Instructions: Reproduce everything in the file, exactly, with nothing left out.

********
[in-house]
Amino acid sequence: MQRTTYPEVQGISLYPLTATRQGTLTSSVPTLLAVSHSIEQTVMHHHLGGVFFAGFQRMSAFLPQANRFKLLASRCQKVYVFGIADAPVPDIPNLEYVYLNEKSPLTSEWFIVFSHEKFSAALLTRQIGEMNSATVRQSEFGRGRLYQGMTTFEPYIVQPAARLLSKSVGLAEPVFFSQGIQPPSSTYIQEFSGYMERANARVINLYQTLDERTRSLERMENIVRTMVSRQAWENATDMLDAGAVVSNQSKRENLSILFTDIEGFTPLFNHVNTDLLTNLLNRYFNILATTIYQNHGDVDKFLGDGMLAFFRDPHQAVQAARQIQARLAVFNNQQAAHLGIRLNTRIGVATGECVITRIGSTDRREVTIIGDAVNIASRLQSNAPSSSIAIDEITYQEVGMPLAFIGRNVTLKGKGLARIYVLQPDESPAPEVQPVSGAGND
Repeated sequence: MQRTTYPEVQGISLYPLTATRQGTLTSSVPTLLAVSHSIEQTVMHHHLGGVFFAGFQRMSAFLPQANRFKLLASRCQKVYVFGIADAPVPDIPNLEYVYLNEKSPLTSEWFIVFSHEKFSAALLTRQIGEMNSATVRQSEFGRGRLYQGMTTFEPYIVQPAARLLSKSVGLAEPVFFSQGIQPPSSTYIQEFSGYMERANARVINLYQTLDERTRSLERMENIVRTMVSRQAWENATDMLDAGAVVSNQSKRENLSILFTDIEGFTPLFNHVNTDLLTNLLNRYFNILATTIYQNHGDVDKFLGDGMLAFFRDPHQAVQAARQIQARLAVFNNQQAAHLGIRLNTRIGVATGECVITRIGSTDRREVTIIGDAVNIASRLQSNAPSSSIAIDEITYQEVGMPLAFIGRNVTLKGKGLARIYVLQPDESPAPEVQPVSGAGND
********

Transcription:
[in-house]
Amino acid sequence: MQRTTYPEVQGISLYPLTATRQGTLTSSVPTLLAVSHSIEQTVMHHHLGGVFFAGFQRMSAFLPQANRFKLLASRCQKVYVFGIADAPVPDIPNLEYVYLNEKSPLTSEWFIVFSHEKFSAALLTRQIGEMNSATVRQSEFGRGRLYQGMTTFEPYIVQPAARLLSKSVGLAEPVFFSQGIQPPSSTYIQEFSGYMERANARVINLYQTLDERTRSLERMENIVRTMVSRQAWENATDMLDAGAVVSNQSKRENLSILFTDIEGFTPLFNHVNTDLLTNLLNRYFNILATTIYQNHGDVDKFLGDGMLAFFRDPHQAVQAARQIQARLAVFNNQQAAHLGIRLNTRIGVATGECVITRIGSTDRREVTIIGDAVNIASRLQSNAPSSSIAIDEITYQEVGMPLAFIGRNVTLKGKGLARIYVLQPDESPAPEVQPVSGAGND
Repeated sequence: MQRTTYPEVQGISLYPLTATRQGTLTSSVPTLLAVSHSIEQTVMHHHLGGVFFAGFQRMSAFLPQANRFKLLASRCQKVYVFGIADAPVPDIPNLEYVYLNEKSPLTSEWFIVFSHEKFSAALLTRQIGEMNSATVRQSEFGRGRLYQGMTTFEPYIVQPAARLLSKSVGLAEPVFFSQGIQPPSSTYIQEFSGYMERANARVINLYQTLDERTRSLERMENIVRTMVSRQAWENATDMLDAGAVVSNQSKRENLSILFTDIEGFTPLFNHVNTDLLTNLLNRYFNILATTIYQNHGDVDKFLGDGMLAFFRDPHQAVQAARQIQARLAVFNNQQAAHLGIRLNTRIGVATGECVITRIGSTDRREVTIIGDAVNIASRLQSNAPSSSIAIDEITYQEVGMPLAFIGRNVTLKGKGLARIYVLQPDESPAPEVQPVSGAGND